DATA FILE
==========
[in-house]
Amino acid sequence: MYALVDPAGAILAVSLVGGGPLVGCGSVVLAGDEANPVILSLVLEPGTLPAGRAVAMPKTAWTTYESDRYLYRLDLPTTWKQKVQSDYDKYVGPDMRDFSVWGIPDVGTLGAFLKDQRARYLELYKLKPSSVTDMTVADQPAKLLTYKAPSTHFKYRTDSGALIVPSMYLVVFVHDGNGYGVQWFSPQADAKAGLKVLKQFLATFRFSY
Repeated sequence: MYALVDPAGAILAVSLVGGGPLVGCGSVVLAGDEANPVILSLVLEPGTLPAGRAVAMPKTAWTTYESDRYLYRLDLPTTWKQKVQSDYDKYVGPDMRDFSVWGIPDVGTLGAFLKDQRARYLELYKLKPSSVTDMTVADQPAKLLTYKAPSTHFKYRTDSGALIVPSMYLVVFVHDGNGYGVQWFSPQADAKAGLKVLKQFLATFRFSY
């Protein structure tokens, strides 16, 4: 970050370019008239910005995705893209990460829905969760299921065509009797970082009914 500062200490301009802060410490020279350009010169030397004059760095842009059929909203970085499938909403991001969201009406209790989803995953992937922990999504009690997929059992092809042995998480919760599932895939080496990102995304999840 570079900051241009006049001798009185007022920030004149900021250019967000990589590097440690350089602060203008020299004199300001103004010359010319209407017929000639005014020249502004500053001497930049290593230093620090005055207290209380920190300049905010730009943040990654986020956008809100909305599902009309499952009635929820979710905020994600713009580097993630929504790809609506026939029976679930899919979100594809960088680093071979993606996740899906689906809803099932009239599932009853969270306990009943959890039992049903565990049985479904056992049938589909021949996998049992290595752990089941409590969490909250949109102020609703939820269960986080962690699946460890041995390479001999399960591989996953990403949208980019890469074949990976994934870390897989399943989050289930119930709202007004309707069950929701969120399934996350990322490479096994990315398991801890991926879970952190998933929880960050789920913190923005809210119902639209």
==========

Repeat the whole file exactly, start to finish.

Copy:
[in-house]
Amino acid sequence: MYALVDPAGAILAVSLVGGGPLVGCGSVVLAGDEANPVILSLVLEPGTLPAGRAVAMPKTAWTTYESDRYLYRLDLPTTWKQKVQSDYDKYVGPDMRDFSVWGIPDVGTLGAFLKDQRARYLELYKLKPSSVTDMTVADQPAKLLTYKAPSTHFKYRTDSGALIVPSMYLVVFVHDGNGYGVQWFSPQADAKAGLKVLKQFLATFRFSY
Repeated sequence: MYALVDPAGAILAVSLVGGGPLVGCGSVVLAGDEANPVILSLVLEPGTLPAGRAVAMPKTAWTTYESDRYLYRLDLPTTWKQKVQSDYDKYVGPDMRDFSVWGIPDVGTLGAFLKDQRARYLELYKLKPSSVTDMTVADQPAKLLTYKAPSTHFKYRTDSGALIVPSMYLVVFVHDGNGYGVQWFSPQADAKAGLKVLKQFLATFRFSY
């Protein structure tokens, strides 16, 4: 970050370019008239910005995705893209990460829905969760299921065509009797970082009914 500062200490301009802060410490020279350009010169030397004059760095842009059929909203970085499938909403991001969201009406209790989803995953992937922990999504009690997929059992092809042995998480919760599932895939080496990102995304999840 570079900051241009006049001798009185007022920030004149900021250019967000990589590097440690350089602060203008020299004199300001103004010359010319209407017929000639005014020249502004500053001497930049290593230093620090005055207290209380920190300049905010730009943040990654986020956008809100909305599902009309499952009635929820979710905020994600713009580097993630929504790809609506026939029976679930899919979100594809960088680093071979993606996740899906689906809803099932009239599932009853969270306990009943959890039992049903565990049985479904056992049938589909021949996998049992290595752990089941409590969490909250949109102020609703939820269960986080962690699946460890041995390479001999399960591989996953990403949208980019890469074949990976994934870390897989399943989050289930119930709202007004309707069950929701969120399934996350990322490479096994990315398991801890991926879970952190998933929880960050789920913190923005809210119902639209």